[0028] Each beacon may be enabled with IEEE 802.11 technology, and may act as an IEEE

802.11 AP or IEEE 802.11 station (STA). Mobile tags T1-T2 may be IEEE 802.11 enabled devices installed on assets and/or carried by people, and may be capable of communicating with the APs and/or beacons.

[0029] Tags, APs, and/or beacons may be used to make range measurements in order to determine position. Beacons may provide additional measurement capability compared to a network limited to APs, as in many existing 802.11 WLAN networks. Throughout the disclosure, the term "beacon" may be used to refer to APs and auxiliary beacon devices (i.e., any device with which tags and/or mobile devices may make range measurements for the purpose of position determination). "Tag" may refer to a device attached to an asset or an IEEE 802.11 enabled phone carried by a person.

[0030] Position location of a tag may be determined using RTD measurements with multiple beacons. The position location server 140 may schedule RTD measurements between pairs of tags and beacons, convert the RTD measured values to distance between beacon/tag pair, and carry out trilateration of the estimated distances from one tag to multiple beacons in order to determine the position of the tag. The computed position may be sent to (and/or otherwise made available to) other network elements. The distribution system 150 may include various network elements, interfaces, and/or devices, as appropriate.

[0031] In the example of Figure 1, tag Tl may be making RTD measurements with beacons B3, B4, B5 and B6. Beacon B3 may send a data packet P3 to tag Tl . Tag Tl may, in turn, send an acknowledgement packet A3 to beacon B3 in response to packet P3. Beacon B3 may calculate the RTD from beacon B3 to tag Tl based at least partly on the transmission time of packet P3 and the receipt time of packet A3.

[0032] Similarly, beacons B4, B5 and B6 may measure RTD with tag Tl . The RTD values may be converted to distance between the tag Tl and beacons B3-B6 and used in trilateration to estimate the tag Tl position. One advantage of an RTD based position determination scheme is that the beacons need not be synchronized. A disadvantage of an RTD based scheme is that the tag must make multiple transmissions (one transmission for each RTD), and multiple receptions (one reception for each RTD), resulting in high power consumption for the tag and the beacons. Moreover, multiple RTD measurements result in high usage of the communications channel for the purpose of position determination which may adversely affect data transmission.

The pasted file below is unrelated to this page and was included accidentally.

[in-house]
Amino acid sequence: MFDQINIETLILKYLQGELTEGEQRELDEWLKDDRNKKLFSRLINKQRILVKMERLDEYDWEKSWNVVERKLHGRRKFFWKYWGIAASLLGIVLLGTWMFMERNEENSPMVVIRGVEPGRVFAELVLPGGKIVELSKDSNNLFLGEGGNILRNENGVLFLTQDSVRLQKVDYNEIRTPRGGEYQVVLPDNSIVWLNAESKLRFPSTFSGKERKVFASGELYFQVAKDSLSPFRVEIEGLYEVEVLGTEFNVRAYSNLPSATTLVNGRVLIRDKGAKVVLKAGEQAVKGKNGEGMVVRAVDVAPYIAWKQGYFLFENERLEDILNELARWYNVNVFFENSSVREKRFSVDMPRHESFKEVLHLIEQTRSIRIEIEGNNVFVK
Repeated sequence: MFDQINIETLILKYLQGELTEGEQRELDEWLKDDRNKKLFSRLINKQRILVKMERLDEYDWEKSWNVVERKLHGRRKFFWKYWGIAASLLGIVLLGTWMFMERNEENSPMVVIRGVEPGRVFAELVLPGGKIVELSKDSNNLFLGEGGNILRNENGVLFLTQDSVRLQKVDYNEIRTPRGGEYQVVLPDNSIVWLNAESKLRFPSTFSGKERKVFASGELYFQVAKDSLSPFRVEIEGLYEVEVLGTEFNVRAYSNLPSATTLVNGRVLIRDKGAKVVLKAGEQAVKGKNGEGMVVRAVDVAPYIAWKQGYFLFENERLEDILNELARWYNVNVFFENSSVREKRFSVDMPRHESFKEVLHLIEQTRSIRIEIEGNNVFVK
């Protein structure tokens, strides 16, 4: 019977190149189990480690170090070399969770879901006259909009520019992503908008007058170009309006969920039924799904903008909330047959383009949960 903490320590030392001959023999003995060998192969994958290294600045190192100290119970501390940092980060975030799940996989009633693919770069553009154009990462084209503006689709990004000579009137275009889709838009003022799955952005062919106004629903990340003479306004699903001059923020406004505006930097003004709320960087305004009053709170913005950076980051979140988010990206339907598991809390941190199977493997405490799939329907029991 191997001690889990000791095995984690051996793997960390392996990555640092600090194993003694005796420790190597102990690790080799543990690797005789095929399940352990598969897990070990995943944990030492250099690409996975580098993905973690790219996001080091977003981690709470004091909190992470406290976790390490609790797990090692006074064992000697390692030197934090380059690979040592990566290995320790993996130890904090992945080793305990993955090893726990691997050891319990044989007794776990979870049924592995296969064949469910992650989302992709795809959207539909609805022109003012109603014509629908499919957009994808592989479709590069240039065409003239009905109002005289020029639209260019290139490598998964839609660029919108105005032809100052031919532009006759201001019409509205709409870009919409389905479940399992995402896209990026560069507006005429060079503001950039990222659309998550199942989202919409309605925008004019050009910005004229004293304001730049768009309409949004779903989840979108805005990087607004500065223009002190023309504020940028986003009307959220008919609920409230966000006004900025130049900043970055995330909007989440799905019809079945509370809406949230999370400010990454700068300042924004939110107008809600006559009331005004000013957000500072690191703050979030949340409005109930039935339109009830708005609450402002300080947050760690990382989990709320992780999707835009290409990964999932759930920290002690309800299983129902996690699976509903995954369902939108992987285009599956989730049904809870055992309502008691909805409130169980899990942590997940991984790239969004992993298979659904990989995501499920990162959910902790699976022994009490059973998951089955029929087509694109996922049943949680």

[0033] Figure 2 illustrates a schematic block diagram of an exemplary IEEE 802.11 based position location system that uses TOA measurements to determine tag position.

[0034] In the TOA based position determination example of Figure 2, beacon B3 may send a data packet P3 to tag Tl, and tag Tl may, in turn, respond with an acknowledgement A3. Tag Tl may be associated with beacon B3 and communicate with the beacon for data transmission purposes as well as TOA measurement.

[0035] Beacons B4, B5, B6 and B9 may also receive acknowledgement message A3. These beacons B4, B5, B6, and B9, which may receive a strong enough signal from tag Tl to detect the acknowledge message A3, may measure TOA of the acknowledgement message A3 at a receiver associated with each beacon. [0036] If only x and y coordinates of tag Tl are to be determined, then at least two TOA measurements are needed. Because clock offset of tag Tl with respect to the beacons B4, B5, B6, and B9 may not be known, an additional TOA measurement may be needed to estimate the clock offset as well as the x and y coordinates when the tag clock is not synchronized to that of the beacons. An additional TOA measurement may be used to determine the altitude of a tag. Additional TOA measurements above any minimum requirements may be made in order to provide redundancy for the measurements. If the timing of the beacons B4, B5, B6, and B9 are synchronized, the clock timing offset of tag Tl with respect to the beacons B4, B5, B6, and B9 may be calculated in addition to the position coordinates of tag Tl .

[0037] Once all the involved beacons B3, B4, B5, B6 and B9 have received the acknowledgement message A3 from tag Tl and have measured the TOA of the acknowledgement message, the beacons B4, B5, B6, and B9 may send the measured TOA values to the position location server 140 for trilateration.

[0038] In the above example, one beacon B3 prompted the measurement process by sending an IEEE 802.1 1 data packet to tag Tl . In some embodiments, tag Tl may autonomously send a data packet which is able to be received by all beacons which can detect a signal from tag Tl .